This Special Place, Where it is Always Christmas

“This Gospel anticipates a world far different from C.S. Lewis’s Narnia,where it is “always winter, and never Christmas.” But the promise of the Gospel is that it is always Christmas. To be “in Christ” is to enjoy each morning as a Christmas morning with the family of God, celebrating the gift of God around the tree of life.”

–Kevin Van Hoozer

Christmas can be a torment and tribulation for so many. I have no doubt it brings grief. Family, friends, finances– mixed liberally with heavy doses of materialism and manipulation will always bring us issues.  The music and decorations are mostly mere Novocaine (which doesn’t always work). Stress builds up. And we want none of that.

Being mentally or physically ill often accentuates these issues. I’m not sure why exactly, but suicide increases during this season. Perhaps the challenges Christmas brings just overwhelm a person who is struggling hard just to make it.

“Christmas is for children. But it is for grown-ups too. Even if it is a headache, a chore, and a nightmare, it is a period of necessary defrosting of chilled hidebound hearts.”  

–Lenora Mattingly Weber

As I think about Christmas, it is helpful for me to see it as a “mirror.” It is my reflection back to me. What we see, is who we are. If we have issues in our own life, the Season will just magnify them.  But this doesn’t mean its bad, far from it. There is always conflict, but this spiritual combat can bring us success. Some things must be fought for.

I’m convinced that in all of this, there is opportunity.  

The chance to connect to “Christmas”. The very idea is quite strange.  But Christmas can be an exquisite treat.  It is made by mixing love and truth in generous portions. As we look hard for it, there is something that moves us to a place far beyond us. Grace makes us to stand and look, perhaps for the first time.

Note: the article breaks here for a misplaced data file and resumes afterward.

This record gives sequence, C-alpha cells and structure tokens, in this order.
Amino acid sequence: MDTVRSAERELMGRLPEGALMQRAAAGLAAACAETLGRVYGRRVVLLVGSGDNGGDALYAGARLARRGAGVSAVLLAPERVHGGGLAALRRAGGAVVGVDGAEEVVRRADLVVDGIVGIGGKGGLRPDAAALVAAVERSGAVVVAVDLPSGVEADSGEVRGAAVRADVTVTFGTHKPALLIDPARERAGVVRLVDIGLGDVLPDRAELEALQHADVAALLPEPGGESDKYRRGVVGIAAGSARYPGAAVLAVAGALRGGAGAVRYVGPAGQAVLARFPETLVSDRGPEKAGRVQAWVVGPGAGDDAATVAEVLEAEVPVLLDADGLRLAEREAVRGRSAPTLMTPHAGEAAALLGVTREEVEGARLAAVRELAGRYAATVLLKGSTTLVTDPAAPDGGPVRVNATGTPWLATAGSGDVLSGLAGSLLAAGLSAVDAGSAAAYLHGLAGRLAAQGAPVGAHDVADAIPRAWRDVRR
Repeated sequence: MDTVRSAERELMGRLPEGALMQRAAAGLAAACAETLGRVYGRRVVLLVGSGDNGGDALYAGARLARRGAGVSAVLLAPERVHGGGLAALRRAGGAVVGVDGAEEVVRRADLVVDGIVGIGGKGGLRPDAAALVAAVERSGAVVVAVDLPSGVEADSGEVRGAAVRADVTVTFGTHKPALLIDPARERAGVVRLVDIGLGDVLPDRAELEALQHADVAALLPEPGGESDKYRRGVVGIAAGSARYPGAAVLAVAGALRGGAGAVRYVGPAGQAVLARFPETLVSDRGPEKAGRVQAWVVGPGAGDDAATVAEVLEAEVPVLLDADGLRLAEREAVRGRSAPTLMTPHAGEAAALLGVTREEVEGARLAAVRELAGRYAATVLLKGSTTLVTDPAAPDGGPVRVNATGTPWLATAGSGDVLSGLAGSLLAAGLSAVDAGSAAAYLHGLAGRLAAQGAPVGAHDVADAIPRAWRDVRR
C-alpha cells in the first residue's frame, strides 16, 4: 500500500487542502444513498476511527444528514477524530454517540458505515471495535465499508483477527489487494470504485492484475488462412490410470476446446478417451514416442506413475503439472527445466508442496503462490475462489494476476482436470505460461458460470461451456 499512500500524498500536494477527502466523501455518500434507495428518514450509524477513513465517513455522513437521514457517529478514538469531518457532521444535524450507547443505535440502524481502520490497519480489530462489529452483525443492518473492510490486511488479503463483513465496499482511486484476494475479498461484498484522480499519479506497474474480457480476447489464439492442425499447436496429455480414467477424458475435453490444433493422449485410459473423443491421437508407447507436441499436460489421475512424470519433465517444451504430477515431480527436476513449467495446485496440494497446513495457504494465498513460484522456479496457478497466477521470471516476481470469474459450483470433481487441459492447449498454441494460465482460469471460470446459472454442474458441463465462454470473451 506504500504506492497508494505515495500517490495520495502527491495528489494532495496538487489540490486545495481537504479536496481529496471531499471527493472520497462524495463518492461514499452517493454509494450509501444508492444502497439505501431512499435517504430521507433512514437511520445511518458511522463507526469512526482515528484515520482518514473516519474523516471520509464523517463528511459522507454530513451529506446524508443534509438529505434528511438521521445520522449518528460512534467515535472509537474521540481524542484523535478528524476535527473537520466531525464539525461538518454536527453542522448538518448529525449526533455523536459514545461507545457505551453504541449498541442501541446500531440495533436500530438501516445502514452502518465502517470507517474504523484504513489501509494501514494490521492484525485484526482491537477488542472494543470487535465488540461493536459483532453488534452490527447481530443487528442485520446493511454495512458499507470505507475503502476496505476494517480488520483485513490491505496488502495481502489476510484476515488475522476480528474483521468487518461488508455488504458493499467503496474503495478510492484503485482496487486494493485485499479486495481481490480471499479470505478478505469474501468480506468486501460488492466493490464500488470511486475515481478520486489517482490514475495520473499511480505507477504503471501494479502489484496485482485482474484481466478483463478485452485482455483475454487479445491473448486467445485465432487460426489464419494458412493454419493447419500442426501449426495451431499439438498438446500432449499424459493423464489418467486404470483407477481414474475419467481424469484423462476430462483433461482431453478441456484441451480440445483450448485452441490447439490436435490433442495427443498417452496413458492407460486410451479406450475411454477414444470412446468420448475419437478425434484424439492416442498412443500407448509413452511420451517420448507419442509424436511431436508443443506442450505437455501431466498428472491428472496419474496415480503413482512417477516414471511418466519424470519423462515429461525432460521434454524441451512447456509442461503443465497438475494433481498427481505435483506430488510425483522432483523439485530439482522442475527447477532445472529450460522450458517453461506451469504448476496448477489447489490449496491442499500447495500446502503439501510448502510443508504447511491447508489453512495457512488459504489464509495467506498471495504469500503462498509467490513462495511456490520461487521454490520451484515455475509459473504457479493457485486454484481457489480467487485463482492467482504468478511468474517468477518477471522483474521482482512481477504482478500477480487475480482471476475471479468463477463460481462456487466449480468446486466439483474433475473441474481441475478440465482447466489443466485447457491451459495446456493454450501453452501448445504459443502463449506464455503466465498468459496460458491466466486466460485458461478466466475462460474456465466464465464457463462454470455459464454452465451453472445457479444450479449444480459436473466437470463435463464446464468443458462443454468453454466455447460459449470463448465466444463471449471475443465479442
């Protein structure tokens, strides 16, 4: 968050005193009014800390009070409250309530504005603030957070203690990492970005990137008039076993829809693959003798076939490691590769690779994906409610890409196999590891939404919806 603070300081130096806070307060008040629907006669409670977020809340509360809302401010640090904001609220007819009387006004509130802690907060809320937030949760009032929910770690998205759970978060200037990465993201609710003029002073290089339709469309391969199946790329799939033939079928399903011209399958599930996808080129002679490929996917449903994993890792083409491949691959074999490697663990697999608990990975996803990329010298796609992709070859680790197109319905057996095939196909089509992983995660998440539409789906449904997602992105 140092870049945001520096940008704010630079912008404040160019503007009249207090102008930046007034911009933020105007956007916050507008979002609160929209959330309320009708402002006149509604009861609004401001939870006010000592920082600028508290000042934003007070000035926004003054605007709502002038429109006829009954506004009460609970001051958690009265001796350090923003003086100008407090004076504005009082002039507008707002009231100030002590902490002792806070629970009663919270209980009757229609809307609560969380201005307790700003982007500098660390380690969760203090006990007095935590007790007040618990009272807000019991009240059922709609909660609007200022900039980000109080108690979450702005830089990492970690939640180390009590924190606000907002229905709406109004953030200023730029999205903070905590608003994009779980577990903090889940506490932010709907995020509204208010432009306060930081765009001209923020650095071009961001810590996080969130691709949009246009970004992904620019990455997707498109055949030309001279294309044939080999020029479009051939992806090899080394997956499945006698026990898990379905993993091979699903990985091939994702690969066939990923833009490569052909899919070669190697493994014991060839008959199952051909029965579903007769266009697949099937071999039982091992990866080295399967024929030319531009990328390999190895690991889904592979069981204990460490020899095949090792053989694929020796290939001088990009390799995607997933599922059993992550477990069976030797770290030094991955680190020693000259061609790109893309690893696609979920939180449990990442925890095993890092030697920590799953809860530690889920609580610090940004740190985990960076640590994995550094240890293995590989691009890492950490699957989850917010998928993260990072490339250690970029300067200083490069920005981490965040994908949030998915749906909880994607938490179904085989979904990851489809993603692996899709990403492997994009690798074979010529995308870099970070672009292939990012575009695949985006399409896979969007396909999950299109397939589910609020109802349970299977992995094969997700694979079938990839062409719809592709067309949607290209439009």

When we truly process this, we’ll find “Christmas”. And honestly, it is more than a holiday. For the Christian, it is special time. And yes, there will be times when it is trying, but in my own thinking, Christmas has become a time of great joy and anticipation.

It won’t take much, maybe a little imagination on your part.

But those things you do may ignite and become a blaze that will direct them through their lives. Be kinder then you need to.

“The universal joy of Christmas is certainly wonderful. We ring the bells when princes are born, or toll a mournful dirge when great men pass away. Nations have their red-letter days, their carnivals and festivals, but once in the year and only once, the whole world stands still to celebrate the advent of a life. Only Jesus of Nazareth claims this world-wide, undying remembrance. You cannot cut Christmas out of the Calendar, nor out of the heart of the world.”   

Anonymous

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Messy Presents: A Christmas Poem for All Seasons

We want our presents in pretty paper
All wrapped up in a shiny neat bow
We want our faith to be the same
So our doubts and struggles never show

Yet the greatest gifts aren’t neat and tidy
Like the manger birth steeped in blood
A child born like any other babe
With the addition of dirty stable mud

And Christ’s willing sacrifice on the cross
After flogging caused welts and spit adorned
The bleeding brow of the King of kings
Ringed by crowds who mocked and scorned

Each trial and loss we face in life
Can draw us closer to the God we need
If we don’t bury the doubts that rise
But seek the gift each death has freed

Open the messy presents He gives
To find healing for all of life’s woes
Remember when you grieve the most
The Babe born to die for you knows

For more Christmas poetry, check out my latest poem on Anchored Voices blog. It’s called My Favorite Name.

‘Sunning Ourselves in the Smiles of God’

kites

A boy stood on a windy hillside, flying a kite.

He continued to release the string of the kite and it went higher and higher until it was completely out of sight. One of his friends walked up and asked how he knew there was still a kite on the other end. He replied. “I know it’s there, I can feel it tugging on the line.”

Like the kite, we can’t see heaven with our eyes, but we can feel it tugging at our souls!